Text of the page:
34. 34. + Surface Figure Weaves – Unclipped Spot Extra filling yarns form the design  Madras gingham with extra warp yarns used to form the flowers Front Back
    35. 35. + Surface Figure Weaves – Unclipped SpotThe floating yarns between the motifs are not cut.
    36. 36. + Surface Figure Weaves – Unclipped Spot
    37. 37. + Surface Figure Weaves – Clipped Spot
    38. 38. +Surface Figure Weaves: Clipped Spot – Dotted Swiss
    39. 39. + Surface Figure Weaves: Clipped Spot - Eyelash
    40. 40. + Swivel Weave
    41. 41. + Pile Weaves  3-dimensional structures  Weaving an extra set of warp or filling yarns into the ground yarns  Makes loops or cut ends on the surface  Woven cut pile example:
    42. 42. + Warp- and Weft-Pile Fabrics  Warp pile: extra set of warp yarns form the pile  Filling/weft pile: extra set of filling yarns form the pile
    43. 43. + PILE FABRIC Warp pile fabrics.  Double Cloth Method: Velvet  Over-the-wire Method:  Terry cloth  Friezé Weft or Filling Pile  Velveteen  Corduroy Used in:  Outerwear  Lining of coats, gloves, and boots  Carpets, upholstery, bedspreads  Absorbent towels and washcloths  Stuffed Toys
    44. 44. Warp Pile - Velvet –Double Cloth Method
    45. 45. + Warp Pile – Velvet 
    46. 46. + Warp Pile – Velvet
    47. 47. + Warp Pile – Velvet
    48. 48. + Warp Pile - Panne Velvet
    49. 49. + Warp Pile - Devore Velvet
    50. 50. + Warp Pile: Over-the-Wire
    51. 51. + Warp Pile -Over-the-wire: Loops are very regular and in rows
    52. 52. + Warp Pile - Over-the-wire: Terry Cloth Uncut pile fabrics manufactured with an extra set of warp yarns to create the loop by slack-tension method. Terry toweling quality, cost, and durability depend on weave type (plain or twill), count of base cloth, and loop characteristics. Terry cloth has pile on both sides of the fabric. Some fabrics have pile on the face side only. In velour (e.g., towels, robes), the loops are sheared on one or both sides to enhance appearance and softness.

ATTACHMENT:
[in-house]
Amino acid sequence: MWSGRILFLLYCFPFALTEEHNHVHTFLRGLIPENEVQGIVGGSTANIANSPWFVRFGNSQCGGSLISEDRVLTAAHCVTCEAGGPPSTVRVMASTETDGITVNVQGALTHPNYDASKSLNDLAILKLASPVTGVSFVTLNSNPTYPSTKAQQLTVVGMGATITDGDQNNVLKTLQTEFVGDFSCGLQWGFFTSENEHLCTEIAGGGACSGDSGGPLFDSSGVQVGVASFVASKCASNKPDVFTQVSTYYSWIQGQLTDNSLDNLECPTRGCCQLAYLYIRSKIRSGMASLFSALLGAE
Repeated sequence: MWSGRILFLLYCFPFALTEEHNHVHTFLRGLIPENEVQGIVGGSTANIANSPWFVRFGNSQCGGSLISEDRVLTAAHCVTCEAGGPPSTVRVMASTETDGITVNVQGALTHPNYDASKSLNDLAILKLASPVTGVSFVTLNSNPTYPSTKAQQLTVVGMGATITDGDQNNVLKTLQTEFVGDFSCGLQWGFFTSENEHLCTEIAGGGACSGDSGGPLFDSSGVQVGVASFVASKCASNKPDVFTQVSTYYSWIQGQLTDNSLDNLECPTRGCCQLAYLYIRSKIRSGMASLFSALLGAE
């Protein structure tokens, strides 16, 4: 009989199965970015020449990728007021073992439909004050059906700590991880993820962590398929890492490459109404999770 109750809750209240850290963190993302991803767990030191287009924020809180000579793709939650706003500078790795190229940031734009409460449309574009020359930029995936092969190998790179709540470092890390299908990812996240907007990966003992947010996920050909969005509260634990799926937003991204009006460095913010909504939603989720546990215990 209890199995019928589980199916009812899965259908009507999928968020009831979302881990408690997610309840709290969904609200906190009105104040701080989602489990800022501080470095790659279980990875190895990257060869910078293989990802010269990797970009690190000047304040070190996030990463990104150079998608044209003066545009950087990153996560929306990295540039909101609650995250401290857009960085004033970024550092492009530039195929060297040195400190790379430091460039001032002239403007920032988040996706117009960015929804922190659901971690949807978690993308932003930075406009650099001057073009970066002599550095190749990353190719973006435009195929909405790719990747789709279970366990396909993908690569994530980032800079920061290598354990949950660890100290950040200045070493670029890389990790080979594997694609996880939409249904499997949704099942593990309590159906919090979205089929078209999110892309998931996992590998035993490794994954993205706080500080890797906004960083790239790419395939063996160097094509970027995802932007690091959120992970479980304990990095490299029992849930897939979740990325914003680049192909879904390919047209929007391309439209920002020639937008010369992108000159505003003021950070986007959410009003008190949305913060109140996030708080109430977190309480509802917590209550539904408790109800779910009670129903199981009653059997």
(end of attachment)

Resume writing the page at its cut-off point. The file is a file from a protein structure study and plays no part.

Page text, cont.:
53. 53. + Warp Pile -Over-the-wire: Terry Cloth
    54. 54. + Warp Pile -Over-the-wire: Terry Cloth
    55. 55. + Filling Pile Fabrics  The pile in Filling-pile fabrics is made by long filling floats on the surface that are cut after weaving  Filling Pile Fabrics Examples  Corduroy  Velveteen
    56. 56. +Filling Pile Weave - Corduroy  Theextra set of filling yarns forms floats (similar to velveteen).  The floats are cut to create the pile in parallel lines along the length of the fabric.
    57. 57. Filling Pile Weave: Corduroy
    58. 58. + Filling Pile Weaves - Corduroy Ridges or cords, known as wales, along the length of the fabricDescribed by: Number of wales per inch, e.g. 8 wale,10 wale,16 wale. The higher the number of wales, the finer the fabric. Width of the wales.e.g,wide wale,pinwale, and featherwale.
    59. 59. + Filling Pile Weaves - Corduroy
    60. 60. Filling Pile Weave: Velveteen Filling Yarns
    61. 61. + Filling Pile Weaves - Velveteen Velveteen fabrics are woven with an extra set of spun yarns.
    62. 62. + Filling Pile Weave – Cotton Velveteen
    63. 63. + Filling Pile Weave - Velveteen
    64. 64. + Warp Pile-like (faux pile) Surfaces by Other Methods Tufted Flocked surfaces
    65. 65. Tufting
    66. 66. + Flocking Short fibers attached to the surface of a fabric with adhesive Placement of fibers  Mechanical operation  Electrostatic operation
    67. 67. + Flocking application methods Mechanical Electrostatic Mechanical Application
    68. 68. + Surface Figure Weaves: Extra YarnLappetSwivelLeno
    69. 69. +Surface Figure Weaves: Leno Weave Extra Yarn - Leno  Looking at Leno:  Yarns are crossed and that one yarn of the pair is always above the other. Together they wrap the perpendicular yarn.  Fabric names: Marquisette - Mosquito netting  Casement fabrics used for window treatments
    70. 70. +Surface Figure Weave: Extra Yarn Weaves - Leno
    71. 71. +Surface Figure Weave: Leno Weave Extra Yarn Weaves - Leno
    72. 72. + Surface Figure Weave: Extra Yarn Weaves - Leno Marquisette